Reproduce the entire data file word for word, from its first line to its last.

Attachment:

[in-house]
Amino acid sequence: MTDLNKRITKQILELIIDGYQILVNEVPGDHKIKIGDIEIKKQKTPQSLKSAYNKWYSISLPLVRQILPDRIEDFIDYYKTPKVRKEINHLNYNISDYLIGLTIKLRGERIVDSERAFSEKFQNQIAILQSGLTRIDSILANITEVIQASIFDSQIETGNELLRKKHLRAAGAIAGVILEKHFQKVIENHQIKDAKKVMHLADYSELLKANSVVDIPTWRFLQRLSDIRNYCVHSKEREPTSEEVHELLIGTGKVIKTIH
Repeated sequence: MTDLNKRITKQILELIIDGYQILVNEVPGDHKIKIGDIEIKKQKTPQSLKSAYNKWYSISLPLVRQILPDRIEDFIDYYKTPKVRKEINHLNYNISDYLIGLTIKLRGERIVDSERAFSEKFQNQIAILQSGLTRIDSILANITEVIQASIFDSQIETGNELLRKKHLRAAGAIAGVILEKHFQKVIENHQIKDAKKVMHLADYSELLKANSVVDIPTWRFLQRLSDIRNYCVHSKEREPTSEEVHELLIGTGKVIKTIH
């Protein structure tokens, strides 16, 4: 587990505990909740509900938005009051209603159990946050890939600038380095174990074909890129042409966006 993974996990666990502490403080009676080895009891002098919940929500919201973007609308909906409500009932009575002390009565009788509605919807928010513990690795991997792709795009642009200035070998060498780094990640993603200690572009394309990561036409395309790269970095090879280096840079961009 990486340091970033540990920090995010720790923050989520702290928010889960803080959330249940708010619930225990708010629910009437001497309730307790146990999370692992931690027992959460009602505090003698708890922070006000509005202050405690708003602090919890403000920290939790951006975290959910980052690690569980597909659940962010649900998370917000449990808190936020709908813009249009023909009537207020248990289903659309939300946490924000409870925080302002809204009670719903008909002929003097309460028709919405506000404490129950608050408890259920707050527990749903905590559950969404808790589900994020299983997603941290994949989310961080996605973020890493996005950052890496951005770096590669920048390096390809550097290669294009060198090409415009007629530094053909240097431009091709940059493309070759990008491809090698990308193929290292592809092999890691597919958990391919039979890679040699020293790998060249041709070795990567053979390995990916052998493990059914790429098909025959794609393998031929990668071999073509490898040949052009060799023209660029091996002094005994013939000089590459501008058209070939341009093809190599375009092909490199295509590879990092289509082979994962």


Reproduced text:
[in-house]
Amino acid sequence: MTDLNKRITKQILELIIDGYQILVNEVPGDHKIKIGDIEIKKQKTPQSLKSAYNKWYSISLPLVRQILPDRIEDFIDYYKTPKVRKEINHLNYNISDYLIGLTIKLRGERIVDSERAFSEKFQNQIAILQSGLTRIDSILANITEVIQASIFDSQIETGNELLRKKHLRAAGAIAGVILEKHFQKVIENHQIKDAKKVMHLADYSELLKANSVVDIPTWRFLQRLSDIRNYCVHSKEREPTSEEVHELLIGTGKVIKTIH
Repeated sequence: MTDLNKRITKQILELIIDGYQILVNEVPGDHKIKIGDIEIKKQKTPQSLKSAYNKWYSISLPLVRQILPDRIEDFIDYYKTPKVRKEINHLNYNISDYLIGLTIKLRGERIVDSERAFSEKFQNQIAILQSGLTRIDSILANITEVIQASIFDSQIETGNELLRKKHLRAAGAIAGVILEKHFQKVIENHQIKDAKKVMHLADYSELLKANSVVDIPTWRFLQRLSDIRNYCVHSKEREPTSEEVHELLIGTGKVIKTIH
């Protein structure tokens, strides 16, 4: 587990505990909740509900938005009051209603159990946050890939600038380095174990074909890129042409966006 993974996990666990502490403080009676080895009891002098919940929500919201973007609308909906409500009932009575002390009565009788509605919807928010513990690795991997792709795009642009200035070998060498780094990640993603200690572009394309990561036409395309790269970095090879280096840079961009 990486340091970033540990920090995010720790923050989520702290928010889960803080959330249940708010619930225990708010629910009437001497309730307790146990999370692992931690027992959460009602505090003698708890922070006000509005202050405690708003602090919890403000920290939790951006975290959910980052690690569980597909659940962010649900998370917000449990808190936020709908813009249009023909009537207020248990289903659309939300946490924000409870925080302002809204009670719903008909002929003097309460028709919405506000404490129950608050408890259920707050527990749903905590559950969404808790589900994020299983997603941290994949989310961080996605973020890493996005950052890496951005770096590669920048390096390809550097290669294009060198090409415009007629530094053909240097431009091709940059493309070759990008491809090698990308193929290292592809092999890691597919958990391919039979890679040699020293790998060249041709070795990567053979390995990916052998493990059914790429098909025959794609393998031929990668071999073509490898040949052009060799023209660029091996002094005994013939000089590459501008058209070939341009093809190599375009092909490199295509590879990092289509082979994962």